One benefit of subscription over upgrade pricing is that apps are continually updated and gradually getting better, as opposed to developers bug fixing the current version while hoarding new features until a new upgrade they can charge for. I would much rather a great new feature be available to me once the developer is ready to offer it, instead of the developer keeping it hostage for marketing purposes.
Essentially I agree with Anselmo: considering the need for frequent updates.
Some applications require constant attention (like protectors against malware). Other apps are provided as the free access to paid services (like cloud storage). I can see the point, and I'm willing to pay. (I view Microsoft Office 365 that way.)
There's also software I'd like to use, but where my use is too irregular. Like my use of the functionality in the Creative Cloud of Adobe.
There's also software whose makers seem to want to want to keep cashing big on one good idea from the past in order to go beach-combing. Well, not from /my/ money.
By contrast, I notice people like Christian Ghisler (Total Commander) and Irfan Skiljan (IrfanView) who have been devoted to their brain childs for "ages". Christian for a moderate one-time fee, Irfan without even mentioning donations anymore (if I remember correctly). And the bulk of the Linux community.
I'm also aware of the fact that "being a professional" seems to imply that you can be charged business rates for the tools (like software development kits) that you (mainly) use for your hobby project, and I too would try to pass that burden on to those who seem to benefit from my expenses.
Ultimately, I may end up siding with the developers who charge a one-off fee for a given set of features, and then again to unlock future features if you should want them.
As a small business owner, I like the subscription model on software. Especially on professional software like Microsoft Office and Adobe Creative Suite. I can add new accounts on a monthly or quarterly basis as my team grows and reduce after a project is complete and I have less staff. And instead of buying a version out-right, with a sibsctipiotn model, when I activate, I can access the latest and most compatible version.
Even for consumer mobile apps, I support subscription model for some apps. I have a subscription to JibJab for example that I activate during the holidays to send out custom digital cards. I deactivate after the holidays. With the subscription, every time I reactivate, I get access to the lates content.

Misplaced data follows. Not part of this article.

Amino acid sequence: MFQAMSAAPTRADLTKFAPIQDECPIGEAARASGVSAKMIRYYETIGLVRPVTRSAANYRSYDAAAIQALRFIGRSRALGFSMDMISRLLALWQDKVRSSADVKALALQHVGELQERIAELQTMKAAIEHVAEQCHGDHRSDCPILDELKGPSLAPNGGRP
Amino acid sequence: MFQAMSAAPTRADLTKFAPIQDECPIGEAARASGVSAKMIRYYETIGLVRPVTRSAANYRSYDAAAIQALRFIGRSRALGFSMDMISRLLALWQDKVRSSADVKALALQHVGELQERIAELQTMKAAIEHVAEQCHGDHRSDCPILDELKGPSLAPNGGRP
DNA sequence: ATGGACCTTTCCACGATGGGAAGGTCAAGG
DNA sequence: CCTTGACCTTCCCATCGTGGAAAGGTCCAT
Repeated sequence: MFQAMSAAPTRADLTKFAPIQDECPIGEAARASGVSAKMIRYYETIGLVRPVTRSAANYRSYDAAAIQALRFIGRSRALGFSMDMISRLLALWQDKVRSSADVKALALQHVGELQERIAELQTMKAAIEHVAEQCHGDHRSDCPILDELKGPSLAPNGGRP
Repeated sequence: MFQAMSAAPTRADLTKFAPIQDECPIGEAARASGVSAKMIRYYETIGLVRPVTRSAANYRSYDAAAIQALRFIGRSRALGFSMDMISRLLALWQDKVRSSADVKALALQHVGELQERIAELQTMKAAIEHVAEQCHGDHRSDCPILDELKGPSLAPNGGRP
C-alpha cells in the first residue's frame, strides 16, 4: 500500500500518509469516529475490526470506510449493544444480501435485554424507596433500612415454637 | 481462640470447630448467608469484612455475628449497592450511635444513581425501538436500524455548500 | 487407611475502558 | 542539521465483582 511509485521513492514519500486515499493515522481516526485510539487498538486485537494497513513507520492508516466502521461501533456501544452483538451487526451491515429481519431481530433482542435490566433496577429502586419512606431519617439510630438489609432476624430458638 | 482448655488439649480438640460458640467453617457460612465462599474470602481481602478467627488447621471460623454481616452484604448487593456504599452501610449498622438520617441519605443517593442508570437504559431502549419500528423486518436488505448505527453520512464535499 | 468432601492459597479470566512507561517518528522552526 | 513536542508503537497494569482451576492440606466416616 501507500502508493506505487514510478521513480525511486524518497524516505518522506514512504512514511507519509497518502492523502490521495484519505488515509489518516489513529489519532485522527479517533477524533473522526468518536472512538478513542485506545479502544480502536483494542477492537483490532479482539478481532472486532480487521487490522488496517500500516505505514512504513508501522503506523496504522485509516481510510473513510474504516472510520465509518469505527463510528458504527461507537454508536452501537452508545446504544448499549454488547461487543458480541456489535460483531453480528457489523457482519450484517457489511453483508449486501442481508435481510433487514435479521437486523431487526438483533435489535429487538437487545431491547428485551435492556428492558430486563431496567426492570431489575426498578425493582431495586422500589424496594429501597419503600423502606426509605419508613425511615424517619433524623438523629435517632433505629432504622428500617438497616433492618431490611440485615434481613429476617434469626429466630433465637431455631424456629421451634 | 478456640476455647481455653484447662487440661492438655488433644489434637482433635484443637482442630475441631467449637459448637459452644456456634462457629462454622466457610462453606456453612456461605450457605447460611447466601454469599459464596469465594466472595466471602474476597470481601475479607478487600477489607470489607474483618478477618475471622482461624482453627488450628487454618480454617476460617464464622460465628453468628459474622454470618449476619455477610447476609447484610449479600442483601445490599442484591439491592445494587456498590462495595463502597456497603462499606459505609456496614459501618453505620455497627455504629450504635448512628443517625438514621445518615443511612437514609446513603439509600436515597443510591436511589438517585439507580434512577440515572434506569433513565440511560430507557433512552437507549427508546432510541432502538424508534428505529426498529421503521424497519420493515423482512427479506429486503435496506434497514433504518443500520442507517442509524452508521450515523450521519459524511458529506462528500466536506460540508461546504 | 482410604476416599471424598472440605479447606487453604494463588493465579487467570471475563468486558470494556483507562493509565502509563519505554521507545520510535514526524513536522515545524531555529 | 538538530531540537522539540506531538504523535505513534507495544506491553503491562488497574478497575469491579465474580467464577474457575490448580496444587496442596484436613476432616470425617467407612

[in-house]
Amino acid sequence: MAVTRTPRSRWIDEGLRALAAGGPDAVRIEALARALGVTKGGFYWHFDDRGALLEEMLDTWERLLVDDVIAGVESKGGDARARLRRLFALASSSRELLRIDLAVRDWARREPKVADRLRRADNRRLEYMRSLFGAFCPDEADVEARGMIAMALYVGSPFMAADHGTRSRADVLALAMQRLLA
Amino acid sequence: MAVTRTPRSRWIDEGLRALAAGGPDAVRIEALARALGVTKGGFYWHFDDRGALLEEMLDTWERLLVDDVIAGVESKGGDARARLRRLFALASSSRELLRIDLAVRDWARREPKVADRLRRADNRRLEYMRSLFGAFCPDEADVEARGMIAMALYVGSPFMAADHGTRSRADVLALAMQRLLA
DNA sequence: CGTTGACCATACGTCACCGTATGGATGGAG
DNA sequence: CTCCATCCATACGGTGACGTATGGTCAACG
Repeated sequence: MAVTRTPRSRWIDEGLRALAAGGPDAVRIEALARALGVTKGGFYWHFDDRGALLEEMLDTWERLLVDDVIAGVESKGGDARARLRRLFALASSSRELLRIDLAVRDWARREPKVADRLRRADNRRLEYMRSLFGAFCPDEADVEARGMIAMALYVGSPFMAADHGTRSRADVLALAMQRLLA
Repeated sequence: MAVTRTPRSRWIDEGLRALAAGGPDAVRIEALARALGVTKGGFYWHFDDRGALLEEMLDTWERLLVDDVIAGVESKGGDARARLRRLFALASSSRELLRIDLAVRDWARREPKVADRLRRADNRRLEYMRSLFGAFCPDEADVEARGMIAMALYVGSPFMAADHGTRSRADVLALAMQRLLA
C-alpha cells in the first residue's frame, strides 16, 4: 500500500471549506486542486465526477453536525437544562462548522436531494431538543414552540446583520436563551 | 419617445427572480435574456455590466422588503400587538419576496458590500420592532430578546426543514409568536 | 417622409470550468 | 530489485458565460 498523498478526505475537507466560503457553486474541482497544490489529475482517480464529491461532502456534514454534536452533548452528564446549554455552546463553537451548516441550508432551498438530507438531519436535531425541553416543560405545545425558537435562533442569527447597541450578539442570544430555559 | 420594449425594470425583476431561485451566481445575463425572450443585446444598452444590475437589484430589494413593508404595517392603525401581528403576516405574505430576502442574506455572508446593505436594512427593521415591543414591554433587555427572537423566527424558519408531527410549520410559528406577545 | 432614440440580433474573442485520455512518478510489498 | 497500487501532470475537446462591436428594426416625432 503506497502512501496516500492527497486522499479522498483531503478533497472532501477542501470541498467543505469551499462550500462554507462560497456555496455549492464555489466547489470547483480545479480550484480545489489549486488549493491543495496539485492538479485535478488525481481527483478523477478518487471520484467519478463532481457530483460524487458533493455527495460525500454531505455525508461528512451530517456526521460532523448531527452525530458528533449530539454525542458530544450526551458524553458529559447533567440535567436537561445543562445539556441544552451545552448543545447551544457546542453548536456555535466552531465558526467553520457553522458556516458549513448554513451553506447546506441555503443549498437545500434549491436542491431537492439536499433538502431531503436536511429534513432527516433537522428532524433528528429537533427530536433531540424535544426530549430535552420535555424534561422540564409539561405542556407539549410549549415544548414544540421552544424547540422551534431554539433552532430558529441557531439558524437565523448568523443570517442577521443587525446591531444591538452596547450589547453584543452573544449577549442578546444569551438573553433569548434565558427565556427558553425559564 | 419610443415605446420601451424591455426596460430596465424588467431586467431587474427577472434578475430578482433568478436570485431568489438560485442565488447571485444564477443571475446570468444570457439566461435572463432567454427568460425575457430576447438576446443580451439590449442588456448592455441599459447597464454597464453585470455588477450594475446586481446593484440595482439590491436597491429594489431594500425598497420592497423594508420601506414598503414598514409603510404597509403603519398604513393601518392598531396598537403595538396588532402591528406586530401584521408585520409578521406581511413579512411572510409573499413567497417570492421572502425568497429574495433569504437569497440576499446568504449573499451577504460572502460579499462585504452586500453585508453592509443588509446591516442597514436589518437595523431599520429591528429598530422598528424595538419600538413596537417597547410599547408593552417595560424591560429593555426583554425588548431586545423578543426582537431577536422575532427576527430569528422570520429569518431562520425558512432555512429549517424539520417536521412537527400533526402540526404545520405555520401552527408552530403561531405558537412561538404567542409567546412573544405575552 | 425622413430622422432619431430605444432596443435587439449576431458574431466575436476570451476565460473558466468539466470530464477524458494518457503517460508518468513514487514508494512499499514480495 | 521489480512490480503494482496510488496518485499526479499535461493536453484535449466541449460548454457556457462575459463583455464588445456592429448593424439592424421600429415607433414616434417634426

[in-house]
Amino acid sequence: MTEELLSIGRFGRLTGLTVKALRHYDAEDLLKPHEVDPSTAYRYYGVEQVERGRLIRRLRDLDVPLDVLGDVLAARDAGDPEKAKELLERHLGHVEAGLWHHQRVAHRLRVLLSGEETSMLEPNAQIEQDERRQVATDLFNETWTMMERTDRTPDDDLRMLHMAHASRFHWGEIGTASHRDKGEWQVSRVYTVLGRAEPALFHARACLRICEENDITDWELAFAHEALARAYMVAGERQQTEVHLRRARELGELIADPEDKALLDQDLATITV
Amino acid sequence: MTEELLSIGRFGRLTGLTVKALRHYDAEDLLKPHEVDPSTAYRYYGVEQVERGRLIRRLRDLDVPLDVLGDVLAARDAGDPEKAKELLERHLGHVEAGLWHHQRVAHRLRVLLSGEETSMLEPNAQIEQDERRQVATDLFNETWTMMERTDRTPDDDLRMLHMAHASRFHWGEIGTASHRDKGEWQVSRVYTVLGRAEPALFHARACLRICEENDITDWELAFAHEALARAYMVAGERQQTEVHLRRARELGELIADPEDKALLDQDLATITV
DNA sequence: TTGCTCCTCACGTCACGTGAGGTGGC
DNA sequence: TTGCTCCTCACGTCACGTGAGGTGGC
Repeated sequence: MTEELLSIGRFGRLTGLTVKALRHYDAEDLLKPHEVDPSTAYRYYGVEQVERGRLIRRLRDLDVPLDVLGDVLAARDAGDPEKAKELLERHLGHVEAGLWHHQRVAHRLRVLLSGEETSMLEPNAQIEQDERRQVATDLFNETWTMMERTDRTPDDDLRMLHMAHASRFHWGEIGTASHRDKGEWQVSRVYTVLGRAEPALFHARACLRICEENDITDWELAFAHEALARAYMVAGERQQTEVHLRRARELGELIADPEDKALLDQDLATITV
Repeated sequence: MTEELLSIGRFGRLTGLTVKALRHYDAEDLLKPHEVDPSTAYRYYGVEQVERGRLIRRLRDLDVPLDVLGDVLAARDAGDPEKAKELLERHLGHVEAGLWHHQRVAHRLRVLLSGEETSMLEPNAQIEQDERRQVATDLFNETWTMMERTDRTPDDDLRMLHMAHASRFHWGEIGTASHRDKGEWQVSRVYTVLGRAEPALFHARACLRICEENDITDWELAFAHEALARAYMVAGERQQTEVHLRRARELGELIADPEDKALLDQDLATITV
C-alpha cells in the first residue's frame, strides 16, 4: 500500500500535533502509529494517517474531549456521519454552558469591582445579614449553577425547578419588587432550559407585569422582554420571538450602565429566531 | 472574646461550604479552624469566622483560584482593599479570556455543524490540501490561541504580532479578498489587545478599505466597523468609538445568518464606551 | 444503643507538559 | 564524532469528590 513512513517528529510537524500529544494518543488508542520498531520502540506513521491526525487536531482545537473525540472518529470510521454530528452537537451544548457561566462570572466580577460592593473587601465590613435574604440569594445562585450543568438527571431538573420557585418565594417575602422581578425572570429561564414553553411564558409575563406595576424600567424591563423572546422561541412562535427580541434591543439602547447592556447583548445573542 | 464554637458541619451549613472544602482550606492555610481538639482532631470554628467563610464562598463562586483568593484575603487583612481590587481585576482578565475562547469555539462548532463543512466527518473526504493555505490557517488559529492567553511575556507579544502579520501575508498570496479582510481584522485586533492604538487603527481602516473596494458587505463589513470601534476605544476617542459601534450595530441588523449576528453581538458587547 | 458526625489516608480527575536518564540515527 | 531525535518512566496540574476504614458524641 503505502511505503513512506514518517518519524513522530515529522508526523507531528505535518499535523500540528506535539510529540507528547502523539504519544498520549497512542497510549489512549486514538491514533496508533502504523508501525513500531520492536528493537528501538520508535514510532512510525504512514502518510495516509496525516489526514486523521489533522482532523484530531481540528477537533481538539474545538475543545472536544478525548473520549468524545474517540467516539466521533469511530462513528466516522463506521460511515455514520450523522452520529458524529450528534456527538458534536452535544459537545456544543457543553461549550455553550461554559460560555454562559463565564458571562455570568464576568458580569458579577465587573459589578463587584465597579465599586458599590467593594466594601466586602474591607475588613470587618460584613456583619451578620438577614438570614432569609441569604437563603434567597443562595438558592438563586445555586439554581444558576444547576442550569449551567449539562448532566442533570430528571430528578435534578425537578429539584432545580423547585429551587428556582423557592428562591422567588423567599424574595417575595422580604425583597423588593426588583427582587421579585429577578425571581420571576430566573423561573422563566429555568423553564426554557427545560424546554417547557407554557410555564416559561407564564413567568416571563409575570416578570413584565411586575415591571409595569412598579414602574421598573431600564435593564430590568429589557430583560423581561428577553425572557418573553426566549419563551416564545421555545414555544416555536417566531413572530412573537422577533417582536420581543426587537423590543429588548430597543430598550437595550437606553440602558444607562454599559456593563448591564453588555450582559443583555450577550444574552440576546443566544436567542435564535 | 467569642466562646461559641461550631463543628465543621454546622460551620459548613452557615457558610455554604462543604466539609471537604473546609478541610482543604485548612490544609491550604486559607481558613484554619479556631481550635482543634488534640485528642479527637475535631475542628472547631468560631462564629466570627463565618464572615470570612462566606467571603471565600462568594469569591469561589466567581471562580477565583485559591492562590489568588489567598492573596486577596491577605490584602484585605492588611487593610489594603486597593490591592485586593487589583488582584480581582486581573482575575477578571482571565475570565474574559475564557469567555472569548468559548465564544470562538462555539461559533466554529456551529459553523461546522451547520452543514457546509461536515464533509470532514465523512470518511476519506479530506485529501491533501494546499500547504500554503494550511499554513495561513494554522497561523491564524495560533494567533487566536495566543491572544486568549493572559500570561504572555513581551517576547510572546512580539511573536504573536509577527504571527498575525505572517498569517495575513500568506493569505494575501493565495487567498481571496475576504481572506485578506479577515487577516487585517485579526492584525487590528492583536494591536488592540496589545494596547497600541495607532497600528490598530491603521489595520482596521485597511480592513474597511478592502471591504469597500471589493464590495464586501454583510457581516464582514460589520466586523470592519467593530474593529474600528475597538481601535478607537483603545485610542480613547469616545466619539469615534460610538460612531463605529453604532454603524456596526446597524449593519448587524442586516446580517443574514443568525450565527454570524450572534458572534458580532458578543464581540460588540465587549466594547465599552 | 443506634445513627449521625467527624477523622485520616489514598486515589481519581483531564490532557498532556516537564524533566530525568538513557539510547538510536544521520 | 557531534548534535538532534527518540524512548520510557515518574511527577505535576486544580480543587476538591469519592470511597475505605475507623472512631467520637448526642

In short, I think that the presumption from many people is that subscription model is disadvantageous to consumers and is cost-prohibitive or hostile. That analysis ignores the option of activating and de-activating software as needed.
The answer to the question about subscription model is: It depends...
In my opinion subscription is totally acceptable for services where developers has to keep app/services updated frequently like a VPN services, video/audio streaming, surveilance, etc.
I agree that a simple app like a game or a password wallet is not suitable for subscription model.
My App use has dwindled to a point where I only consider a new App if it's going to do something seriously better than the stock/free apps that are available, and even then I don't tend to pull the trigger. After Music/Tv Streaming, cloud services and cameras, I'm at a place I already consider expensive. Akin to the bursting car manufacturers of the early 20th century, there will come a time when the market will dwindle, if relying on this model, and only a few developers may be left with sustainable businesses.
The pay to upgrade model that you said is not available is available. Its how I keep buying each new major release of Tweetbot (my favourite app I've ever purchased). The only non-Apple subscription I pay for is dropbox. I'm never going to subscribe for an app, but I may subscribe for a service (like cloud storage or streaming music/video). Monthly fee for 1password? Give me a break. iCloud keychain is free and better. I bought it pre-iCloud as a one time fee, but that version doesn't anymore and the monthly fee is now higher than the "lifetime" purchase of the app a few years ago.
The underlying business is a key point.
Vertical segments (possibly niche ones) needs subscriptions to survive and scale